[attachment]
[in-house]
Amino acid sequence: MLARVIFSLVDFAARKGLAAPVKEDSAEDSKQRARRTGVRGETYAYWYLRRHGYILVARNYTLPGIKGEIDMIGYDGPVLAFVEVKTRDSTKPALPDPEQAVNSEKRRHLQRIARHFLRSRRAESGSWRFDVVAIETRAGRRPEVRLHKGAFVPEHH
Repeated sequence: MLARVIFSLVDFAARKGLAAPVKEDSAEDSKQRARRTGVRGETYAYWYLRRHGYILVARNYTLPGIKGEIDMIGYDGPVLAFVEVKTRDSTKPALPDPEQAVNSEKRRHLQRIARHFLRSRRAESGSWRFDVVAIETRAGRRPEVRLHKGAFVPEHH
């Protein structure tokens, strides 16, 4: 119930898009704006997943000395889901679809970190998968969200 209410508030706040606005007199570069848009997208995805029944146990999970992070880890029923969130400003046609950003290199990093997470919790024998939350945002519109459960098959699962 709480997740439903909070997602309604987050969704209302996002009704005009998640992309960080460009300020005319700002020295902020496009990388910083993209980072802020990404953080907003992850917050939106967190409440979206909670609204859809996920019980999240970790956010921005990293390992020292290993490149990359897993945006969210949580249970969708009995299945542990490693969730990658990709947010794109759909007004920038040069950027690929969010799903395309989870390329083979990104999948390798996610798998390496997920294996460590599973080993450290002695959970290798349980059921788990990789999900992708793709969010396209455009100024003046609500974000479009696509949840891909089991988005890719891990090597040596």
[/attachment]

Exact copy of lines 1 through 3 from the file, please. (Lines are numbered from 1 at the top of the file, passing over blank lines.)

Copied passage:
[in-house]
Amino acid sequence: MLARVIFSLVDFAARKGLAAPVKEDSAEDSKQRARRTGVRGETYAYWYLRRHGYILVARNYTLPGIKGEIDMIGYDGPVLAFVEVKTRDSTKPALPDPEQAVNSEKRRHLQRIARHFLRSRRAESGSWRFDVVAIETRAGRRPEVRLHKGAFVPEHH
Repeated sequence: MLARVIFSLVDFAARKGLAAPVKEDSAEDSKQRARRTGVRGETYAYWYLRRHGYILVARNYTLPGIKGEIDMIGYDGPVLAFVEVKTRDSTKPALPDPEQAVNSEKRRHLQRIARHFLRSRRAESGSWRFDVVAIETRAGRRPEVRLHKGAFVPEHH